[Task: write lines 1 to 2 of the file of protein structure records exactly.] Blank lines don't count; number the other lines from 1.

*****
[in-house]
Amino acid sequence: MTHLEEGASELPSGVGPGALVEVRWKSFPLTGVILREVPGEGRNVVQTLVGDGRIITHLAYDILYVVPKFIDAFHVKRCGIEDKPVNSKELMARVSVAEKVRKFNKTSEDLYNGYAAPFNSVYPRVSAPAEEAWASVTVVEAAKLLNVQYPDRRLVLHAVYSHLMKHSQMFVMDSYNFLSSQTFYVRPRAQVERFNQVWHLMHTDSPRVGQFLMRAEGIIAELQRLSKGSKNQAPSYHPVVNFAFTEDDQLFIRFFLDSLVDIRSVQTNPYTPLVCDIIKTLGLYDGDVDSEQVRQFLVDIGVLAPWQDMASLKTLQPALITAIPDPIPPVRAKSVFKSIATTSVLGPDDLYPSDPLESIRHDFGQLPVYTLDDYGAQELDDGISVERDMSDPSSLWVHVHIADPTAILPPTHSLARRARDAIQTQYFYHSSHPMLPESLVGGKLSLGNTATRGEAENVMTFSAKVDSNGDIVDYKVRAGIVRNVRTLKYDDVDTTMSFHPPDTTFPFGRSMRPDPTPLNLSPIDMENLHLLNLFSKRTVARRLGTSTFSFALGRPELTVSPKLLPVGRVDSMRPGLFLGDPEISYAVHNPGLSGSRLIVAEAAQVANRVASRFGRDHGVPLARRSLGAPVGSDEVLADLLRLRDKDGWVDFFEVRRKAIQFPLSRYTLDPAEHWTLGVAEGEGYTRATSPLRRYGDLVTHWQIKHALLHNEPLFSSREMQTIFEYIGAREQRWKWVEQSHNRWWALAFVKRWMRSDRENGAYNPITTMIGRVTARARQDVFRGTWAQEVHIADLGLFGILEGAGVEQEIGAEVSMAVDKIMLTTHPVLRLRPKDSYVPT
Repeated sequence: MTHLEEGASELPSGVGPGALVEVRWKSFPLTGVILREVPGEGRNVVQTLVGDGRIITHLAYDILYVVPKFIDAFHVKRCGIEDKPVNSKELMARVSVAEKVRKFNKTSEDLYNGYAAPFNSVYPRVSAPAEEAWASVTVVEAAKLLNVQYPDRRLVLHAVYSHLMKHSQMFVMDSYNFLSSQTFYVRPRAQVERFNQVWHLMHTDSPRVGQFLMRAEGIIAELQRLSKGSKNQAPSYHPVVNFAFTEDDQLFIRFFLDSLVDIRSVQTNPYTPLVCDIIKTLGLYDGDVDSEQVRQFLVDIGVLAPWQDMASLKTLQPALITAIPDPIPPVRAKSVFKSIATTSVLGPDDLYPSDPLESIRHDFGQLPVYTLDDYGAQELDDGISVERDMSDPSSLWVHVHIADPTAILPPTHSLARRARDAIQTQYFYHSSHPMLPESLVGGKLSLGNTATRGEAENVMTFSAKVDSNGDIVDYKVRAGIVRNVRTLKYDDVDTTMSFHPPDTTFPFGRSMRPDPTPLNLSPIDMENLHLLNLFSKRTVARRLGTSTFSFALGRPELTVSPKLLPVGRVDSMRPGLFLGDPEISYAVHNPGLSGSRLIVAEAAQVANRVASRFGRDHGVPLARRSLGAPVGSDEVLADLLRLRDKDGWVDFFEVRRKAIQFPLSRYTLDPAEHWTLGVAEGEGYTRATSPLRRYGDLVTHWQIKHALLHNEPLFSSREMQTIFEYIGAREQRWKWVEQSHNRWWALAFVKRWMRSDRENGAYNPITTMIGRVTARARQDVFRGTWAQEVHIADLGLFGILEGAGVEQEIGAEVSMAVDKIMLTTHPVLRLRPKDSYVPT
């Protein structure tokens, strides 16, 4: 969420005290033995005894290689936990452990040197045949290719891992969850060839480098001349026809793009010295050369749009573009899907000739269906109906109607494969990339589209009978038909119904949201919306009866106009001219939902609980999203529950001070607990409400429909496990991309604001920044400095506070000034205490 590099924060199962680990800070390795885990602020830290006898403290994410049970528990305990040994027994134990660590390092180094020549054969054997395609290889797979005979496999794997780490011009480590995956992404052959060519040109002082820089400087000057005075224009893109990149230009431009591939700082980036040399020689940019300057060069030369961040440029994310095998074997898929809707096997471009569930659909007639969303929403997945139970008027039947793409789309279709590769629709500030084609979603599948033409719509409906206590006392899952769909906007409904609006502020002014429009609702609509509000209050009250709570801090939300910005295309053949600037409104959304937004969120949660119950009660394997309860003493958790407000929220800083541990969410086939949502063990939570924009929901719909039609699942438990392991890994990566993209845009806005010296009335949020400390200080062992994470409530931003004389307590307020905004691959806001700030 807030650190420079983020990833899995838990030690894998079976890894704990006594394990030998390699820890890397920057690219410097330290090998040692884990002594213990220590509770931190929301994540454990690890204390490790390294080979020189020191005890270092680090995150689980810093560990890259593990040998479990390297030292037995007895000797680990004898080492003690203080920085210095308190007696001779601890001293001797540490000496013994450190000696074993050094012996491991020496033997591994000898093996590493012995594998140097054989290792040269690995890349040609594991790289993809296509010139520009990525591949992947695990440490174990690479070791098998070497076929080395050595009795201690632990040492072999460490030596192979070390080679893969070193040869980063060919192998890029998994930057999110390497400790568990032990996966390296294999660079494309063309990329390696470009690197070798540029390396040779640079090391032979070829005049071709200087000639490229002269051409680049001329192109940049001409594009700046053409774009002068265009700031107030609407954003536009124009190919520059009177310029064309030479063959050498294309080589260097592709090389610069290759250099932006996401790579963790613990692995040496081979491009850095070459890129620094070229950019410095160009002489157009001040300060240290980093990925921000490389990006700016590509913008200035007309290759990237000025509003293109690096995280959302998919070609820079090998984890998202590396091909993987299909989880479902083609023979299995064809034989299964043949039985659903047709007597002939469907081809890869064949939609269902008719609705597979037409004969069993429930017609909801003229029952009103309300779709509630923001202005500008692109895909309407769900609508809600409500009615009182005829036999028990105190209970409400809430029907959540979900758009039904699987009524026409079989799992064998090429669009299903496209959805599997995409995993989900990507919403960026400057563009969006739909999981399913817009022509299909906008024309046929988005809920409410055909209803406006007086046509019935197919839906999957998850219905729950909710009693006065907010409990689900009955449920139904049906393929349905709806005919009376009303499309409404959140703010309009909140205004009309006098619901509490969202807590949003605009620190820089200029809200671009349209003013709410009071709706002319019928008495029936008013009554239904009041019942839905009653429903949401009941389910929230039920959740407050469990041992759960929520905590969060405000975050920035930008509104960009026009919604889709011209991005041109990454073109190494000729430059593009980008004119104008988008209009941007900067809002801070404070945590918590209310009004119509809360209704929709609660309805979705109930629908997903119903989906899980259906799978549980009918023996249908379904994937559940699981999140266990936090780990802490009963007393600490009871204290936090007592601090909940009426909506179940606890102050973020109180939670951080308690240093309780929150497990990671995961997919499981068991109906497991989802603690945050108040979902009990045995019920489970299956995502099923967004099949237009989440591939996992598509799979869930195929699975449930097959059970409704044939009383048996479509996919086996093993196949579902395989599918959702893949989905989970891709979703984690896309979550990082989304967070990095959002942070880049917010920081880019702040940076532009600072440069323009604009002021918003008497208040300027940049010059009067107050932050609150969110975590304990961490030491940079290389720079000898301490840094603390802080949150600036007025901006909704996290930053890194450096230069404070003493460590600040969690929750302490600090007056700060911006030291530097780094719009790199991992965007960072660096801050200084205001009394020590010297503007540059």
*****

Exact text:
[in-house]
Amino acid sequence: MTHLEEGASELPSGVGPGALVEVRWKSFPLTGVILREVPGEGRNVVQTLVGDGRIITHLAYDILYVVPKFIDAFHVKRCGIEDKPVNSKELMARVSVAEKVRKFNKTSEDLYNGYAAPFNSVYPRVSAPAEEAWASVTVVEAAKLLNVQYPDRRLVLHAVYSHLMKHSQMFVMDSYNFLSSQTFYVRPRAQVERFNQVWHLMHTDSPRVGQFLMRAEGIIAELQRLSKGSKNQAPSYHPVVNFAFTEDDQLFIRFFLDSLVDIRSVQTNPYTPLVCDIIKTLGLYDGDVDSEQVRQFLVDIGVLAPWQDMASLKTLQPALITAIPDPIPPVRAKSVFKSIATTSVLGPDDLYPSDPLESIRHDFGQLPVYTLDDYGAQELDDGISVERDMSDPSSLWVHVHIADPTAILPPTHSLARRARDAIQTQYFYHSSHPMLPESLVGGKLSLGNTATRGEAENVMTFSAKVDSNGDIVDYKVRAGIVRNVRTLKYDDVDTTMSFHPPDTTFPFGRSMRPDPTPLNLSPIDMENLHLLNLFSKRTVARRLGTSTFSFALGRPELTVSPKLLPVGRVDSMRPGLFLGDPEISYAVHNPGLSGSRLIVAEAAQVANRVASRFGRDHGVPLARRSLGAPVGSDEVLADLLRLRDKDGWVDFFEVRRKAIQFPLSRYTLDPAEHWTLGVAEGEGYTRATSPLRRYGDLVTHWQIKHALLHNEPLFSSREMQTIFEYIGAREQRWKWVEQSHNRWWALAFVKRWMRSDRENGAYNPITTMIGRVTARARQDVFRGTWAQEVHIADLGLFGILEGAGVEQEIGAEVSMAVDKIMLTTHPVLRLRPKDSYVPT